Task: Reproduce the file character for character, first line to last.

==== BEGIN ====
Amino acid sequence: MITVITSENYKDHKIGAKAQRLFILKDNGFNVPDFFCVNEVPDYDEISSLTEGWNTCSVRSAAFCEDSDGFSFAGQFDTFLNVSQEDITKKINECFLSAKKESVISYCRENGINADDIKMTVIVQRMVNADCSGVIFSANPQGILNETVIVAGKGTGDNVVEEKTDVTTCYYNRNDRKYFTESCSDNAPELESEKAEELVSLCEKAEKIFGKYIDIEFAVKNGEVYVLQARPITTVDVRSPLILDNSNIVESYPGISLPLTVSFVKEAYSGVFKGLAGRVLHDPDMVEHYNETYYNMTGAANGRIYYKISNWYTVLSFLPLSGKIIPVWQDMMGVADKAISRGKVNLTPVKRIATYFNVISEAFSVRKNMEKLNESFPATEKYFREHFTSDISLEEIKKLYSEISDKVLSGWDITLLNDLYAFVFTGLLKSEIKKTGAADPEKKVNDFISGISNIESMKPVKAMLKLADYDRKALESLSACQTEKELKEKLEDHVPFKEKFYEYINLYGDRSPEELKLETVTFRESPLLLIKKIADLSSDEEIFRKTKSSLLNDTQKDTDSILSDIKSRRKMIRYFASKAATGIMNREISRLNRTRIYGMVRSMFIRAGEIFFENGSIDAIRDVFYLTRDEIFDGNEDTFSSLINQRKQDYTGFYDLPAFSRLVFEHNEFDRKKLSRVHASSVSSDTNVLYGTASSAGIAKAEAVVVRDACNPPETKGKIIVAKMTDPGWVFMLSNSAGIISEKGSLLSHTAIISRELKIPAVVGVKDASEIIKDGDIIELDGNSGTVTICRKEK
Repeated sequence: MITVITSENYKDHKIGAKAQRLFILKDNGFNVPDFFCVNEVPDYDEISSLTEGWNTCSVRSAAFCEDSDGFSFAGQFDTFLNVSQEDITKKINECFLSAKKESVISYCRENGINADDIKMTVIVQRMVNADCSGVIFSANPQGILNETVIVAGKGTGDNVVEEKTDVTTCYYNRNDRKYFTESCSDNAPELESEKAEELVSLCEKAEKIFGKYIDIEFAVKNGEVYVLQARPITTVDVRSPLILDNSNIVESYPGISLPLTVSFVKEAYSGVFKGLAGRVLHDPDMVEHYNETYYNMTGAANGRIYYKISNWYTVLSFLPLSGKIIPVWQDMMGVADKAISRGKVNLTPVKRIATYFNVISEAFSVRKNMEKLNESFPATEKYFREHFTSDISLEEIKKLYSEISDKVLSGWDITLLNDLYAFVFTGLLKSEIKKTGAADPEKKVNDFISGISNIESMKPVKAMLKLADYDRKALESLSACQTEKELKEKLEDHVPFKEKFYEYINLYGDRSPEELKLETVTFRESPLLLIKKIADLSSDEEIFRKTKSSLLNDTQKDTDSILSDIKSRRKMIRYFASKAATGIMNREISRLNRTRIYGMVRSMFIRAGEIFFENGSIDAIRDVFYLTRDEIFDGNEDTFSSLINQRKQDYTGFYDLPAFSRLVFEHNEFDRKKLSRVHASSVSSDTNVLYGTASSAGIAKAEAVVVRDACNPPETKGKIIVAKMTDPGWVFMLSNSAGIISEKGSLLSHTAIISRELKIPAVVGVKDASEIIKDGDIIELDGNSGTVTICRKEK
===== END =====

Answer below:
Amino acid sequence: MITVITSENYKDHKIGAKAQRLFILKDNGFNVPDFFCVNEVPDYDEISSLTEGWNTCSVRSAAFCEDSDGFSFAGQFDTFLNVSQEDITKKINECFLSAKKESVISYCRENGINADDIKMTVIVQRMVNADCSGVIFSANPQGILNETVIVAGKGTGDNVVEEKTDVTTCYYNRNDRKYFTESCSDNAPELESEKAEELVSLCEKAEKIFGKYIDIEFAVKNGEVYVLQARPITTVDVRSPLILDNSNIVESYPGISLPLTVSFVKEAYSGVFKGLAGRVLHDPDMVEHYNETYYNMTGAANGRIYYKISNWYTVLSFLPLSGKIIPVWQDMMGVADKAISRGKVNLTPVKRIATYFNVISEAFSVRKNMEKLNESFPATEKYFREHFTSDISLEEIKKLYSEISDKVLSGWDITLLNDLYAFVFTGLLKSEIKKTGAADPEKKVNDFISGISNIESMKPVKAMLKLADYDRKALESLSACQTEKELKEKLEDHVPFKEKFYEYINLYGDRSPEELKLETVTFRESPLLLIKKIADLSSDEEIFRKTKSSLLNDTQKDTDSILSDIKSRRKMIRYFASKAATGIMNREISRLNRTRIYGMVRSMFIRAGEIFFENGSIDAIRDVFYLTRDEIFDGNEDTFSSLINQRKQDYTGFYDLPAFSRLVFEHNEFDRKKLSRVHASSVSSDTNVLYGTASSAGIAKAEAVVVRDACNPPETKGKIIVAKMTDPGWVFMLSNSAGIISEKGSLLSHTAIISRELKIPAVVGVKDASEIIKDGDIIELDGNSGTVTICRKEK
Repeated sequence: MITVITSENYKDHKIGAKAQRLFILKDNGFNVPDFFCVNEVPDYDEISSLTEGWNTCSVRSAAFCEDSDGFSFAGQFDTFLNVSQEDITKKINECFLSAKKESVISYCRENGINADDIKMTVIVQRMVNADCSGVIFSANPQGILNETVIVAGKGTGDNVVEEKTDVTTCYYNRNDRKYFTESCSDNAPELESEKAEELVSLCEKAEKIFGKYIDIEFAVKNGEVYVLQARPITTVDVRSPLILDNSNIVESYPGISLPLTVSFVKEAYSGVFKGLAGRVLHDPDMVEHYNETYYNMTGAANGRIYYKISNWYTVLSFLPLSGKIIPVWQDMMGVADKAISRGKVNLTPVKRIATYFNVISEAFSVRKNMEKLNESFPATEKYFREHFTSDISLEEIKKLYSEISDKVLSGWDITLLNDLYAFVFTGLLKSEIKKTGAADPEKKVNDFISGISNIESMKPVKAMLKLADYDRKALESLSACQTEKELKEKLEDHVPFKEKFYEYINLYGDRSPEELKLETVTFRESPLLLIKKIADLSSDEEIFRKTKSSLLNDTQKDTDSILSDIKSRRKMIRYFASKAATGIMNREISRLNRTRIYGMVRSMFIRAGEIFFENGSIDAIRDVFYLTRDEIFDGNEDTFSSLINQRKQDYTGFYDLPAFSRLVFEHNEFDRKKLSRVHASSVSSDTNVLYGTASSAGIAKAEAVVVRDACNPPETKGKIIVAKMTDPGWVFMLSNSAGIISEKGSLLSHTAIISRELKIPAVVGVKDASEIIKDGDIIELDGNSGTVTICRKEK